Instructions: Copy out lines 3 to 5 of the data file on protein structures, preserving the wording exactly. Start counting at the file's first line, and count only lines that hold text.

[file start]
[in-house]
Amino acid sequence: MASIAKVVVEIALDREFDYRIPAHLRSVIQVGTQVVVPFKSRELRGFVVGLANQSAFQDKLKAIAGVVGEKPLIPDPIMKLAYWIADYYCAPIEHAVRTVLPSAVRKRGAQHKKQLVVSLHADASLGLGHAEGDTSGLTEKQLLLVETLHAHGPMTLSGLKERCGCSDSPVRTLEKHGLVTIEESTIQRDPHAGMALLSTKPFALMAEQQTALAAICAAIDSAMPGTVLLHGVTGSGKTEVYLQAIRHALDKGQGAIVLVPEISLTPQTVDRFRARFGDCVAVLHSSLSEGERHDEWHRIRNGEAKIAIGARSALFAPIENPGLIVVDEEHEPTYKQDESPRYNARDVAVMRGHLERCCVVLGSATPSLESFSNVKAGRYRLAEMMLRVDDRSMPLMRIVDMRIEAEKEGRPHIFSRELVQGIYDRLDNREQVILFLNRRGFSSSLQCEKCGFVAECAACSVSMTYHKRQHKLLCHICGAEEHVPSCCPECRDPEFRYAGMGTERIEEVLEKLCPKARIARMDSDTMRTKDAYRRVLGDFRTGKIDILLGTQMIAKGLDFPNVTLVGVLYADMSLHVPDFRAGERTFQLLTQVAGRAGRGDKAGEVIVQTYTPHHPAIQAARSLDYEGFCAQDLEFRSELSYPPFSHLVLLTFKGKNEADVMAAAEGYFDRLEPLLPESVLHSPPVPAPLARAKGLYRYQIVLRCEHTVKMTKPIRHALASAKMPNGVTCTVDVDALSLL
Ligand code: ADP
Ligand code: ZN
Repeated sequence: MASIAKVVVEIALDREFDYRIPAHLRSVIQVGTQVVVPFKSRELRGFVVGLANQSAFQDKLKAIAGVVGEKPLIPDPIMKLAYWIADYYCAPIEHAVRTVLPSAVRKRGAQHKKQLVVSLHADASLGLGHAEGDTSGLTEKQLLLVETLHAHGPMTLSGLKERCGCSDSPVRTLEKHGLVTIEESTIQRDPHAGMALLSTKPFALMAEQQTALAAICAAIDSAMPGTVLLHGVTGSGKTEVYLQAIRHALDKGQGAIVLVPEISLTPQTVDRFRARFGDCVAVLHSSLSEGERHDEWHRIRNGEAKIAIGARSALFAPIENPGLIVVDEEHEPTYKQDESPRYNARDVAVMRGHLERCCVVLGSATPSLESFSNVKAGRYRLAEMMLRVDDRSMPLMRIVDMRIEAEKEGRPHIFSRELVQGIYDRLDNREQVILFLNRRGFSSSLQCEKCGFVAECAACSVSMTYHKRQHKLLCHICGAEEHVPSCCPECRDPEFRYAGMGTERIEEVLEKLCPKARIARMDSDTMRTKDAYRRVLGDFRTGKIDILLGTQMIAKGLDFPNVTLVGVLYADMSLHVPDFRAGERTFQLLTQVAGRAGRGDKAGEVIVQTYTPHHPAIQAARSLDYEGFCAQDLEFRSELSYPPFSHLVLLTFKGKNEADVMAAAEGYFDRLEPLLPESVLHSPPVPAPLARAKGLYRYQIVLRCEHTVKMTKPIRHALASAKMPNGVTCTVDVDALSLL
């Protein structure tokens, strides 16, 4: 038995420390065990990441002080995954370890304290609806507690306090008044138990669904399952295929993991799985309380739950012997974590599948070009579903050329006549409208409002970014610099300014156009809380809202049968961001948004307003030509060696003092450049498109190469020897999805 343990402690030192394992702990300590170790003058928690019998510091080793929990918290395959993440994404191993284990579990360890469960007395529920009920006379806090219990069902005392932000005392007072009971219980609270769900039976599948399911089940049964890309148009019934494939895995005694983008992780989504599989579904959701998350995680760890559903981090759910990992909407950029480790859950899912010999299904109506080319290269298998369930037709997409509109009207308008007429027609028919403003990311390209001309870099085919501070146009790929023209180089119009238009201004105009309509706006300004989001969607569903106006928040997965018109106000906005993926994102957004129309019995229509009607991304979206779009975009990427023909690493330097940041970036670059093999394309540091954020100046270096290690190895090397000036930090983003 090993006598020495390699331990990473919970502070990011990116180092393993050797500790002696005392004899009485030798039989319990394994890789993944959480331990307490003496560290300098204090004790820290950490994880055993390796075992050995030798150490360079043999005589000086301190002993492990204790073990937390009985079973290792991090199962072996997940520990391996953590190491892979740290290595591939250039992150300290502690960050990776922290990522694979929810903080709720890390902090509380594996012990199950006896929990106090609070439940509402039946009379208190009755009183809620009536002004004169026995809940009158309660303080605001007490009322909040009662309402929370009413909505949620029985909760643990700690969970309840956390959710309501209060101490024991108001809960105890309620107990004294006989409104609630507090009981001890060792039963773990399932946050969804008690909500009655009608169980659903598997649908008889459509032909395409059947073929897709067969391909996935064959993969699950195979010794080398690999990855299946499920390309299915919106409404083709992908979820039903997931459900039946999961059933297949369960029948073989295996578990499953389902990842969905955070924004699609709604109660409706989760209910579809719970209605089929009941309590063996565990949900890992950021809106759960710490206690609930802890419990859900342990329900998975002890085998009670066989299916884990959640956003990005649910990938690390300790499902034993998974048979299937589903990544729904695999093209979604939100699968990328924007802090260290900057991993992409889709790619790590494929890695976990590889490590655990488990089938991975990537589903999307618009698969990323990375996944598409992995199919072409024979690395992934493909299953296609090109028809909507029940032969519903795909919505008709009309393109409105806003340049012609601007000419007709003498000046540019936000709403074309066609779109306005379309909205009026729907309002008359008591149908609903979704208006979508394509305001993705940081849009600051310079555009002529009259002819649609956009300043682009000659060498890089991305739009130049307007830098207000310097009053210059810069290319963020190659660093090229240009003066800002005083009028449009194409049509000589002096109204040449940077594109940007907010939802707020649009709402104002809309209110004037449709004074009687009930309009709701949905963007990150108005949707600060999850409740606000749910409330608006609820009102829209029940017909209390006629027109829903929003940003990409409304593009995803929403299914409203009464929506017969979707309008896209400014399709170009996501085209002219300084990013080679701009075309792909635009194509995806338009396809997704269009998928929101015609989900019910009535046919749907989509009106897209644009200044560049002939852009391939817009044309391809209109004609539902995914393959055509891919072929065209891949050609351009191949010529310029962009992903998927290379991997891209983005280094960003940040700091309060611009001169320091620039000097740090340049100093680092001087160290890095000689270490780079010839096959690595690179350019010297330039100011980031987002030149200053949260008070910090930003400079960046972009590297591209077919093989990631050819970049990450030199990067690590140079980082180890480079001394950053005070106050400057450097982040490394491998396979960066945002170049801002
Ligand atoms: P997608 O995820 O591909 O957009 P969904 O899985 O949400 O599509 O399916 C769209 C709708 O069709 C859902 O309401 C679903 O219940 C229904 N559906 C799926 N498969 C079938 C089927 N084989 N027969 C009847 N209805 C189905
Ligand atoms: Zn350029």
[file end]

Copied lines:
Ligand code: ADP
Ligand code: ZN
Repeated sequence: MASIAKVVVEIALDREFDYRIPAHLRSVIQVGTQVVVPFKSRELRGFVVGLANQSAFQDKLKAIAGVVGEKPLIPDPIMKLAYWIADYYCAPIEHAVRTVLPSAVRKRGAQHKKQLVVSLHADASLGLGHAEGDTSGLTEKQLLLVETLHAHGPMTLSGLKERCGCSDSPVRTLEKHGLVTIEESTIQRDPHAGMALLSTKPFALMAEQQTALAAICAAIDSAMPGTVLLHGVTGSGKTEVYLQAIRHALDKGQGAIVLVPEISLTPQTVDRFRARFGDCVAVLHSSLSEGERHDEWHRIRNGEAKIAIGARSALFAPIENPGLIVVDEEHEPTYKQDESPRYNARDVAVMRGHLERCCVVLGSATPSLESFSNVKAGRYRLAEMMLRVDDRSMPLMRIVDMRIEAEKEGRPHIFSRELVQGIYDRLDNREQVILFLNRRGFSSSLQCEKCGFVAECAACSVSMTYHKRQHKLLCHICGAEEHVPSCCPECRDPEFRYAGMGTERIEEVLEKLCPKARIARMDSDTMRTKDAYRRVLGDFRTGKIDILLGTQMIAKGLDFPNVTLVGVLYADMSLHVPDFRAGERTFQLLTQVAGRAGRGDKAGEVIVQTYTPHHPAIQAARSLDYEGFCAQDLEFRSELSYPPFSHLVLLTFKGKNEADVMAAAEGYFDRLEPLLPESVLHSPPVPAPLARAKGLYRYQIVLRCEHTVKMTKPIRHALASAKMPNGVTCTVDVDALSLL